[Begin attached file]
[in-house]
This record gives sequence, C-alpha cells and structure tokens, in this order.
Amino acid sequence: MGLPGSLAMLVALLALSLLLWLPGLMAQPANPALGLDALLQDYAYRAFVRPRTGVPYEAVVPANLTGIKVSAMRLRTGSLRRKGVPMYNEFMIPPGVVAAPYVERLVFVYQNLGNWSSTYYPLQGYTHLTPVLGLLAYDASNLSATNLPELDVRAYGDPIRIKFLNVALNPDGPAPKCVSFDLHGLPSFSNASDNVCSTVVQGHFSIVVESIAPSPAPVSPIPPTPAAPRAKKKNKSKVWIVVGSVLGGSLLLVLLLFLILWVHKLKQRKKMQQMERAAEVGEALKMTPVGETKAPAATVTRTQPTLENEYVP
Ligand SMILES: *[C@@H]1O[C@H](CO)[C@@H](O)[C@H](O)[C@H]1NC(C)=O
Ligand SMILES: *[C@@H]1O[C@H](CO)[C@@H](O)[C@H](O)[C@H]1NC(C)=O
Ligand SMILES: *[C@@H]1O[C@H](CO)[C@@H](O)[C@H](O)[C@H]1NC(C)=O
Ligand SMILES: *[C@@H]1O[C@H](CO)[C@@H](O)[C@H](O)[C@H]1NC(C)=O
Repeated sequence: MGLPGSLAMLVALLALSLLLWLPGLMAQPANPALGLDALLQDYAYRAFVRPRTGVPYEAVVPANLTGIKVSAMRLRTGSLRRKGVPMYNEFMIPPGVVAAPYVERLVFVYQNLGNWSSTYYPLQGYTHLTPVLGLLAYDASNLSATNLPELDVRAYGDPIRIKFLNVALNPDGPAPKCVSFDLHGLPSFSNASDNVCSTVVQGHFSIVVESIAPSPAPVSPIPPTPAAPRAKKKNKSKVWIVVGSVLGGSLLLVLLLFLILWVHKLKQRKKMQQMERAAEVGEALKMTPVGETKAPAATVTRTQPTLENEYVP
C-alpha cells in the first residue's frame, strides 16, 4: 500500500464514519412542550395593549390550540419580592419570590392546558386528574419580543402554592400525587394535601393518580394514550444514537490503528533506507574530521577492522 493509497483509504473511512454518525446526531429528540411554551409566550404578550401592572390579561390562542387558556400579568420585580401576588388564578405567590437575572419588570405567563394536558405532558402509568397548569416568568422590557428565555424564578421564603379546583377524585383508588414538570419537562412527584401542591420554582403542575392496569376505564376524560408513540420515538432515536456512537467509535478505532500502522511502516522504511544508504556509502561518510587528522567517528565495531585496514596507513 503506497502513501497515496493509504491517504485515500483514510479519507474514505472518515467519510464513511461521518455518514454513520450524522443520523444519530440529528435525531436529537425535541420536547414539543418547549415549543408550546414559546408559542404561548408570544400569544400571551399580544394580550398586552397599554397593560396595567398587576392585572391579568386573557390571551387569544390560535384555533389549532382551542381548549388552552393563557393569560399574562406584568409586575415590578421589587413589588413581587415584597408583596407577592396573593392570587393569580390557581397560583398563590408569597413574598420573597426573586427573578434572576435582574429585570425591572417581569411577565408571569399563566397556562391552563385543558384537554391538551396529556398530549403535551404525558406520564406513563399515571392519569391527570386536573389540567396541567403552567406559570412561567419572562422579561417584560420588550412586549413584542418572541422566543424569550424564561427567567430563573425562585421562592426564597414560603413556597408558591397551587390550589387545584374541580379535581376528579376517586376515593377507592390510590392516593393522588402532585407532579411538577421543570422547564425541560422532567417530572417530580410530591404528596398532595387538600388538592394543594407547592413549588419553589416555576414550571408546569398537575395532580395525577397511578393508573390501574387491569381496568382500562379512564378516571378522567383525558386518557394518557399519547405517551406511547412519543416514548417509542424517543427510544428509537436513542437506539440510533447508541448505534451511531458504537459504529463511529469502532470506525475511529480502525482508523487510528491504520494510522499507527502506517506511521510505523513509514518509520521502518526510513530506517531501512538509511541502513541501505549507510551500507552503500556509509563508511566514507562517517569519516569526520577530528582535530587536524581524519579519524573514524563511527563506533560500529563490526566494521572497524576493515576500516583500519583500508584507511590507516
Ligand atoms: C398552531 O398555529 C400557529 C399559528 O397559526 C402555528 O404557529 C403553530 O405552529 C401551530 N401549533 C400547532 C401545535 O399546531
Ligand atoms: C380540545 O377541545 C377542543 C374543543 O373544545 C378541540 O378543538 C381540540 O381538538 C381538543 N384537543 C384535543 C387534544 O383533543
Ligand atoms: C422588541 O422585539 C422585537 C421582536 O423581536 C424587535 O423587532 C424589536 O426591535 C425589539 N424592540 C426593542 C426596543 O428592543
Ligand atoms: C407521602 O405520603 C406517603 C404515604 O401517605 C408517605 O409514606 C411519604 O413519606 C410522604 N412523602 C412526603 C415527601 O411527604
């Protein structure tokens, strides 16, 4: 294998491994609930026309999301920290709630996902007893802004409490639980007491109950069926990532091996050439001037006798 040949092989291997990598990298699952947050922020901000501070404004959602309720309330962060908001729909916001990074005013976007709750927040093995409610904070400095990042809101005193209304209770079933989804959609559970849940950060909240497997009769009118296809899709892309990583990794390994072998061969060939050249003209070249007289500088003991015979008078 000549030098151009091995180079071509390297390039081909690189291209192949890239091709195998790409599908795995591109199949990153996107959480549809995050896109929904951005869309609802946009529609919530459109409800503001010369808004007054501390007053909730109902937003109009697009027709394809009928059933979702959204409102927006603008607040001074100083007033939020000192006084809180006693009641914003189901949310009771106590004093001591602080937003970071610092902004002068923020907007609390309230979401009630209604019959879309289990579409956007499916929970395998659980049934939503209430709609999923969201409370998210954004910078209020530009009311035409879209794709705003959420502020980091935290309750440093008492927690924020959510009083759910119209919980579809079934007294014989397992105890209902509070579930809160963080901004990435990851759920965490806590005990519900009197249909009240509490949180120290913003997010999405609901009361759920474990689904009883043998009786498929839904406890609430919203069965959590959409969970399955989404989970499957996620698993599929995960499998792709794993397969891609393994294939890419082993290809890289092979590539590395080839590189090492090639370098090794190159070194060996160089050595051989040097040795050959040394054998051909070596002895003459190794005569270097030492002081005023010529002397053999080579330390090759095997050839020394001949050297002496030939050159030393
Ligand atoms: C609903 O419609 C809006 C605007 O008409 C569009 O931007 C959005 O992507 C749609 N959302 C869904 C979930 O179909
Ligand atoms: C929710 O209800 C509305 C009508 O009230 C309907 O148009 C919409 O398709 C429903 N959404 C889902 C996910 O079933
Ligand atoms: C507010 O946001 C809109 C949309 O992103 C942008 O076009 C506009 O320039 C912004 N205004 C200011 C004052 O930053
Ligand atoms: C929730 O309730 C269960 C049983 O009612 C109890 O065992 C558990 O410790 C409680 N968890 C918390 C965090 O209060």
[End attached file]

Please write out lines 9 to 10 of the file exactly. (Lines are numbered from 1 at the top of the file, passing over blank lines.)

C-alpha cells in the first residue's frame, strides 16, 4: 500500500464514519412542550395593549390550540419580592419570590392546558386528574419580543402554592400525587394535601393518580394514550444514537490503528533506507574530521577492522 493509497483509504473511512454518525446526531429528540411554551409566550404578550401592572390579561390562542387558556400579568420585580401576588388564578405567590437575572419588570405567563394536558405532558402509568397548569416568568422590557428565555424564578421564603379546583377524585383508588414538570419537562412527584401542591420554582403542575392496569376505564376524560408513540420515538432515536456512537467509535478505532500502522511502516522504511544508504556509502561518510587528522567517528565495531585496514596507513 503506497502513501497515496493509504491517504485515500483514510479519507474514505472518515467519510464513511461521518455518514454513520450524522443520523444519530440529528435525531436529537425535541420536547414539543418547549415549543408550546414559546408559542404561548408570544400569544400571551399580544394580550398586552397599554397593560396595567398587576392585572391579568386573557390571551387569544390560535384555533389549532382551542381548549388552552393563557393569560399574562406584568409586575415590578421589587413589588413581587415584597408583596407577592396573593392570587393569580390557581397560583398563590408569597413574598420573597426573586427573578434572576435582574429585570425591572417581569411577565408571569399563566397556562391552563385543558384537554391538551396529556398530549403535551404525558406520564406513563399515571392519569391527570386536573389540567396541567403552567406559570412561567419572562422579561417584560420588550412586549413584542418572541422566543424569550424564561427567567430563573425562585421562592426564597414560603413556597408558591397551587390550589387545584374541580379535581376528579376517586376515593377507592390510590392516593393522588402532585407532579411538577421543570422547564425541560422532567417530572417530580410530591404528596398532595387538600388538592394543594407547592413549588419553589416555576414550571408546569398537575395532580395525577397511578393508573390501574387491569381496568382500562379512564378516571378522567383525558386518557394518557399519547405517551406511547412519543416514548417509542424517543427510544428509537436513542437506539440510533447508541448505534451511531458504537459504529463511529469502532470506525475511529480502525482508523487510528491504520494510522499507527502506517506511521510505523513509514518509520521502518526510513530506517531501512538509511541502513541501505549507510551500507552503500556509509563508511566514507562517517569519516569526520577530528582535530587536524581524519579519524573514524563511527563506533560500529563490526566494521572497524576493515576500516583500519583500508584507511590507516
Ligand atoms: C398552531 O398555529 C400557529 C399559528 O397559526 C402555528 O404557529 C403553530 O405552529 C401551530 N401549533 C400547532 C401545535 O399546531